The 5-Step Sequential Evaluation
SSA uses the following 5-step Sequential Evaluation to determine whether your disability qualifies you for SSDI or SSI benefits. This evaluation process applies whether your impairment is physical or mental.
Step 1: Are you working?
If you are working, or have worked since the date you say your impairment began, earning more than $1,090 per month ($1820 per month if you are blind), you generally cannot be considered disabled. If you are not earning at this level, then SSA proceeds to Step 2.
Step 2: Is your condition “severe?”
Your condition must “significantly interfere with basic work-related activities” for your claim to be considered. If it does not, SSA will find that you are not disabled. As a practical matter, “severity” is not a high hurdle and few claims are denied at this step.
Step 3: Is your condition found in the list of disabling impairments?
SSA maintains a list of impairments for each of the major body systems. (See the list here.) Each listing includes specific, technical criteria. If you meet the criteria for an impairment in the list (known as “meeting a listing“), then you are deemed to be disabled. If your condition does not meet the criteria for an impairment on the list, SSA may determine that your impairment is of equal severity to one on the list (known as “equaling a listing“). If you meet or equal a listing, then you will be found disabled. If not, then the analysis proceeds to Step 4.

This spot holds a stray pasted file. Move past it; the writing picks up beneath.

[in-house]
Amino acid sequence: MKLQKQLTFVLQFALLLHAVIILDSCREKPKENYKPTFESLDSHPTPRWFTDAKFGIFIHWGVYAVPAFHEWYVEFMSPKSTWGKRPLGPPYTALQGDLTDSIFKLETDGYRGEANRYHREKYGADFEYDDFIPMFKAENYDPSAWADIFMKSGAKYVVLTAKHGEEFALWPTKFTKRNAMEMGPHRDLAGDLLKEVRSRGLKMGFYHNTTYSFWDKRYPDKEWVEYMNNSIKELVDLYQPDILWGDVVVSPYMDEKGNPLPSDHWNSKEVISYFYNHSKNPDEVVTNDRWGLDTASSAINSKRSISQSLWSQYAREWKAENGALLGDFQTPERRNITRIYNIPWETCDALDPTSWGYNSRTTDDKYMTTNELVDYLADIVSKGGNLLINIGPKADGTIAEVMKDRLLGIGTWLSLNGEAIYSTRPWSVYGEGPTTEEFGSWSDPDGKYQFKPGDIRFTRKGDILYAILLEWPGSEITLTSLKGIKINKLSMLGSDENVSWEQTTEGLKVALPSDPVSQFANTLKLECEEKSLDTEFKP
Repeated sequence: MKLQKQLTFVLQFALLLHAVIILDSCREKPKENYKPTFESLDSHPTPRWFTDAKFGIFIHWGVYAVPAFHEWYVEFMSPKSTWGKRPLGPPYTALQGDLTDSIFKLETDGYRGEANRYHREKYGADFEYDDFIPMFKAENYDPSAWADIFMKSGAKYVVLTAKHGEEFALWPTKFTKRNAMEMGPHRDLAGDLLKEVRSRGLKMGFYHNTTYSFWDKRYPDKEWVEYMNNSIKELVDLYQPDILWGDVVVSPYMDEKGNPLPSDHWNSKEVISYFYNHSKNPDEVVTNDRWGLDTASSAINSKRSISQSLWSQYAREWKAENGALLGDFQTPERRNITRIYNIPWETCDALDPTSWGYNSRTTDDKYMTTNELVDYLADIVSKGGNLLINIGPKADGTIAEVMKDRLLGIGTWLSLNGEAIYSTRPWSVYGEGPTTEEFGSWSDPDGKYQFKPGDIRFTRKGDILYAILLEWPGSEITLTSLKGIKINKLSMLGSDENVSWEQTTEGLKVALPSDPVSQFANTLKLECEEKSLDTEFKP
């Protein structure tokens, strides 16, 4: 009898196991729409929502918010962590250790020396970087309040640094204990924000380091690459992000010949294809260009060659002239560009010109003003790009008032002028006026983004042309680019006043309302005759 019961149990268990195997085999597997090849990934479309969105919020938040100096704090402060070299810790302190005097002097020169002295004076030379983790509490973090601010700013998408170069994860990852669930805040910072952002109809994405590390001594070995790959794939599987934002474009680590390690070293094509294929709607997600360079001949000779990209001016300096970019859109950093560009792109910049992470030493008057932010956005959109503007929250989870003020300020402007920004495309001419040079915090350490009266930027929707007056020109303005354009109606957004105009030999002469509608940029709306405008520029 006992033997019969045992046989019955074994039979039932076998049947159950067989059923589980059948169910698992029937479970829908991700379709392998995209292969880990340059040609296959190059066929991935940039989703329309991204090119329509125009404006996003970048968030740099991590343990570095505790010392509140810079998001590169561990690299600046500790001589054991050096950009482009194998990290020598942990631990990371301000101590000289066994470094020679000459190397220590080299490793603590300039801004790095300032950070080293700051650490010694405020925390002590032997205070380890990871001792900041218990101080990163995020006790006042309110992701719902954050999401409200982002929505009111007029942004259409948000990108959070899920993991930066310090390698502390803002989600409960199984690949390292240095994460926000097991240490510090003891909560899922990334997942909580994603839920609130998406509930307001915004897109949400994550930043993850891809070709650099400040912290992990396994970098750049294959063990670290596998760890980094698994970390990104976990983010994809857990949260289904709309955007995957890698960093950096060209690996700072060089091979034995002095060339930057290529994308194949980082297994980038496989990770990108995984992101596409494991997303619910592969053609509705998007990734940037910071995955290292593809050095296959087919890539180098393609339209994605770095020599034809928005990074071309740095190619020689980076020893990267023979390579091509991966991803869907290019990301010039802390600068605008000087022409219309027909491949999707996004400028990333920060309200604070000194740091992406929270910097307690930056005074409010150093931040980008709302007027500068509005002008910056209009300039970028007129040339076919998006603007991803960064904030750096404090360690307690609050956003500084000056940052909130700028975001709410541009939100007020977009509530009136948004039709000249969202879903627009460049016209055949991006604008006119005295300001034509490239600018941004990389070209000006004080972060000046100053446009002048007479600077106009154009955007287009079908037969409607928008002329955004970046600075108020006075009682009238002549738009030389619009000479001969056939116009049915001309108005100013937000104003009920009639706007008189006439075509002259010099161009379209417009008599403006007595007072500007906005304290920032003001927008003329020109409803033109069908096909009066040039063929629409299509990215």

Step 4: Can you perform the work you did previously?
If your impairment does not meet or equal the criteria for an impairment on the list, then SSA next determines whether it interferes with your ability to perform any of the jobs that you performed during the previous 15 years. If you are found to be able to perform that work, your claim will be denied. If you are nots, SSA proceeds to Step 5.
Step 5: Can you do any other type of work?
If you are unable to perform your past work, SSA evaluates if you are able to make adjustments enabling you to perform other work. At this step, your medical condition as well as your age, education, past work experience and any transferable skills you may have are considered. Generally, SSA considers individuals over the age of 55 to be unable to make the adjustment to other types of work. If SSA determines that you cannot make an adjustment to other work, your claim will be approved. If not, your claim will be denied.
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